the republic logo

Driving test in 11 other languages

Follow The Republic:

Local diversity group leaders are praising the Indiana Bureau of Motor Vehicles for offering automated driving tests in 11 different foreign languages at the Columbus branch.

The upgrade is a great step toward being more welcoming in Indiana, said Hanna Omar, of the Columbus Area Multi-Ethnic Organization, comprised of nine area ethnic associations that have joined to share cultures with each other and the Columbus community.

“This shows the amazing commitment to engage and incorporate the diverse communities of Indiana,” she said.

Vinay Swargan, president of the Indian Association of Columbus, said the upgrade is a good move.

“Quite a few people or their spouses and parents that come here don’t understand English and have to learn to drive,” Swargan said. “On the test, they have difficulty understanding the question, so even though they know the answer, they might not get it right.”

Columbus’ Bureau of Motor Vehicles is among the first Indiana locations to offer the new driving tests option.

The change is in response to requests from businesses, universities and advocacy groups, said Don Snemis, commissioner of the Indiana Bureau of Motor Vehicles.

“Consistent with the vision of Gov. Pence and Lt. Gov. Ellspermann to bring international jobs to Indiana, and their trade missions around the world, Indiana has become an attractive option for foreign business,” Snemis said. “In addition, Indiana has one of the largest foreign student populations in the country thanks to our outstanding institutions of higher learning.”

The change is being phased in statewide over the next few weeks, but the equipment in Columbus has already been modified, said Josh Gillespie, deputy commissioner of communications for the bureau.

“The diversity in that community is one of the reasons that Columbus is part of the early phase-ins,” Gillespie said. “We currently have about 72 branches with the auto test terminals and touch screens and we will eventually be implementing it into all of the branches with that equipment.”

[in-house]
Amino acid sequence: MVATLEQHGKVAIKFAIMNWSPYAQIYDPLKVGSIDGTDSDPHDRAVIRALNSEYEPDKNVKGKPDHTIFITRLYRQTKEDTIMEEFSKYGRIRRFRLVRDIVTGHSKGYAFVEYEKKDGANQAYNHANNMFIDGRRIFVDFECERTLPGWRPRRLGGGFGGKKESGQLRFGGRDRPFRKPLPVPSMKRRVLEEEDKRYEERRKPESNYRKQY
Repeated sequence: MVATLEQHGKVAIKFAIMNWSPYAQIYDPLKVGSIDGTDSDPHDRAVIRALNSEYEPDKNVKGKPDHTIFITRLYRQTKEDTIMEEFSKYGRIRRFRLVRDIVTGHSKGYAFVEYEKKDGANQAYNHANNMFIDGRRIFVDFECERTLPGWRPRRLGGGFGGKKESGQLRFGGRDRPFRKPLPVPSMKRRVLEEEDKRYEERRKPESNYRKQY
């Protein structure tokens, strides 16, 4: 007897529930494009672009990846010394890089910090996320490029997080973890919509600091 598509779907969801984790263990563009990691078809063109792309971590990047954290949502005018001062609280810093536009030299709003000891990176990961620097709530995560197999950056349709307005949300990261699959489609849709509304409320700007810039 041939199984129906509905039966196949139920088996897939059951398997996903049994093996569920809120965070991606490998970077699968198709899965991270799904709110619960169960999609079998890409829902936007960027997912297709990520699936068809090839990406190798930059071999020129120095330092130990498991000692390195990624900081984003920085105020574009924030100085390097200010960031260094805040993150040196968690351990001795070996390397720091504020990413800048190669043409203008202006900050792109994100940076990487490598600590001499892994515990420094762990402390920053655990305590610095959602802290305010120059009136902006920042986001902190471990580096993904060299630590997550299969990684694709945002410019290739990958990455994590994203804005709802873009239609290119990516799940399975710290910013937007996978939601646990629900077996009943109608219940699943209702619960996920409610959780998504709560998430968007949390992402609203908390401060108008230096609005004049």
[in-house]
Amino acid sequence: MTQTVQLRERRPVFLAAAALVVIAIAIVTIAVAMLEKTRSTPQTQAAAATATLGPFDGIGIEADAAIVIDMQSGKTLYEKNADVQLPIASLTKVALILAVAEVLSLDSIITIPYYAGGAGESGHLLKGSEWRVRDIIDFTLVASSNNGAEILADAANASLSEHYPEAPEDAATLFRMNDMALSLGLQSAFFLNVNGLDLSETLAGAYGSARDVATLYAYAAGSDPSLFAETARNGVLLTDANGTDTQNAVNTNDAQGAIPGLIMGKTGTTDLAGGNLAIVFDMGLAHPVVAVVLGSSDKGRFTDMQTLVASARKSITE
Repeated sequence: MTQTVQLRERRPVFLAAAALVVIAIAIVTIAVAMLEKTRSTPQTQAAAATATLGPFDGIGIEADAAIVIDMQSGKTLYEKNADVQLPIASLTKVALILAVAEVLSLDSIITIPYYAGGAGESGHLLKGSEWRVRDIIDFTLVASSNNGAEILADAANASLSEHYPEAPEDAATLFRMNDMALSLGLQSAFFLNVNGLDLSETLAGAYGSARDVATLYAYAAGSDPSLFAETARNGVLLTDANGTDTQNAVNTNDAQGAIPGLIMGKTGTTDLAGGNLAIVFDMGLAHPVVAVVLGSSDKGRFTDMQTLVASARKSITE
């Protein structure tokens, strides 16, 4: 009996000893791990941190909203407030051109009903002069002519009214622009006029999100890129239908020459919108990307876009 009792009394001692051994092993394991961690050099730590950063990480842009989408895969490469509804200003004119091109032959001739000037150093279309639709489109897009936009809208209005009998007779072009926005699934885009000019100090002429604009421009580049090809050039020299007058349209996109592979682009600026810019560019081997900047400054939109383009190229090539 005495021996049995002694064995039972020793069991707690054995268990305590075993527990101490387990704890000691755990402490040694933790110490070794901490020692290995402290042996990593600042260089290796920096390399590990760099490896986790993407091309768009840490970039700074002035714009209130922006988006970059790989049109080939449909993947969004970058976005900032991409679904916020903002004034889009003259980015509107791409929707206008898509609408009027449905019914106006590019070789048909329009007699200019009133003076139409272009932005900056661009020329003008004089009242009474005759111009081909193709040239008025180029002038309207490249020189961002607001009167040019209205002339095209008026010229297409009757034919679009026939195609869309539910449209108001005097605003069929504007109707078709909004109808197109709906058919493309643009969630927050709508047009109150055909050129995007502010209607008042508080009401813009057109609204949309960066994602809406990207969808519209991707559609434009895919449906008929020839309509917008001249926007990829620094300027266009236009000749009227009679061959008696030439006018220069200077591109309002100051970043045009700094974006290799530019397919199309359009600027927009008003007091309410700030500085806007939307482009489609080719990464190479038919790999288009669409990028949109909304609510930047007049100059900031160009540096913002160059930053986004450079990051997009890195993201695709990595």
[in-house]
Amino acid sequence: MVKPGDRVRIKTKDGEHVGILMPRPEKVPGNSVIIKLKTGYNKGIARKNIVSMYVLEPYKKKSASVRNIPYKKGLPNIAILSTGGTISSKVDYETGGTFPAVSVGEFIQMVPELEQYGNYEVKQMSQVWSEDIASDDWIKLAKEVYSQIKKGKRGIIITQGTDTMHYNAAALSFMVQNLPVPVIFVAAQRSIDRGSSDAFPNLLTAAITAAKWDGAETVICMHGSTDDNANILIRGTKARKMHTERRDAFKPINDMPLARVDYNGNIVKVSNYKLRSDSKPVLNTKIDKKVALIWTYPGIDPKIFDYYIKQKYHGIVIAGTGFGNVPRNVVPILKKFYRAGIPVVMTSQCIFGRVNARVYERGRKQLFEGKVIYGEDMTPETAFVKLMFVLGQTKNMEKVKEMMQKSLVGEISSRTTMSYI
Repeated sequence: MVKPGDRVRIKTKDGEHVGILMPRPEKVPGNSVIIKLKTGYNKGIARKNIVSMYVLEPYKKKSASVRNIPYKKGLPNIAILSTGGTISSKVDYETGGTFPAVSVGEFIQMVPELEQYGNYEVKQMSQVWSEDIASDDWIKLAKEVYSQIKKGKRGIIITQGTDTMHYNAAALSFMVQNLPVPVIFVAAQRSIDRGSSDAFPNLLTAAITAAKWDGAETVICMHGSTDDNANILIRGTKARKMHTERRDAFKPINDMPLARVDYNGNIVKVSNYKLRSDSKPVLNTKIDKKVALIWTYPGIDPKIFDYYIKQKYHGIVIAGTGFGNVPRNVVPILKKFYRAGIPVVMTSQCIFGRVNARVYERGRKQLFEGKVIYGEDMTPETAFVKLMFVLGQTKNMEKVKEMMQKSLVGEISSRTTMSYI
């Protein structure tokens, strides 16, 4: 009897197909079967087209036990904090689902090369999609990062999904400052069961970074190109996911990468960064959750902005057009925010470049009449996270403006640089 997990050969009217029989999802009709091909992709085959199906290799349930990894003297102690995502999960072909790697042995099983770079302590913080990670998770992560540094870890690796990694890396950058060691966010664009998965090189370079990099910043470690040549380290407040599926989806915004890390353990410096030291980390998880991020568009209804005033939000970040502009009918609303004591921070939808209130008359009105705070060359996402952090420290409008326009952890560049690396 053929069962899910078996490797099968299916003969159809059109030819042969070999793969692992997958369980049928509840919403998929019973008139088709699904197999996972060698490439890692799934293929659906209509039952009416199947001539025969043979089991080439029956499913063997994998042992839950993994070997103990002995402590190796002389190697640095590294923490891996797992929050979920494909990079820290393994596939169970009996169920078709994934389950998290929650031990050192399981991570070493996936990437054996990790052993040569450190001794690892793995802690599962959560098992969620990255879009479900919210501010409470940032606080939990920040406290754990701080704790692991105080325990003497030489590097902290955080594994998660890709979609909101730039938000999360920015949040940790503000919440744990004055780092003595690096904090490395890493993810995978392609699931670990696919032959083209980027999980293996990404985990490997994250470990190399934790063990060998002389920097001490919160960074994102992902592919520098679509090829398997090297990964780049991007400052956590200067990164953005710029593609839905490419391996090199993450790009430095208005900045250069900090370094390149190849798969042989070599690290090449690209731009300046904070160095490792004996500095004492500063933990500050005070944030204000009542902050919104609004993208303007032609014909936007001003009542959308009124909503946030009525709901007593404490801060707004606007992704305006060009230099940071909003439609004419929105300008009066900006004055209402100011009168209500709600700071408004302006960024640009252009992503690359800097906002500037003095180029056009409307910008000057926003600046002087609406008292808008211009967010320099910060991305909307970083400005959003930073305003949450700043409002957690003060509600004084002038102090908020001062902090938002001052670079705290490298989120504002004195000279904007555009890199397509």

The first phase of implementation was in Indianapolis and Fort Wayne. The second phase, which was Thursday, included installation at six additional branch offices, including Columbus.

The Operator Knowledge Tests on the automated testing stations have been translated into 11 foreign languages, including Japanese, German, Simplified Chinese and Spanish.

The choice of translations was based on an Indiana Department of Education list of the primary languages, other than English, spoken in households statewide.

Other languages available for the knowledge test include Arabic, Burmese, Chin, Korean, Punjabi, Russian and Vietnamese.

Jon Mills, director of external communications for Cummins Inc., said the initiative recognizes the wide range of cultures represented in Indiana benefits the entire state.

“We appreciate everything that Indiana does to makes the Hoosier State a more welcoming place, and we appreciate the diversity we now have,” Mills said.

The transition is expected to be completed at all testing stations that have the capability by mid-August, and the bureau will post the list where the service is available on its website then.

Gillespie said the state is also working to upgrade the testing stations that don’t have touch-screen capability, which will include adding the foreign language option.

Think your friends should see this? Share it with them!

All content copyright ©2016 The Republic, a publication of AIM Media Indiana unless otherwise noted.
All rights reserved. Privacy policy.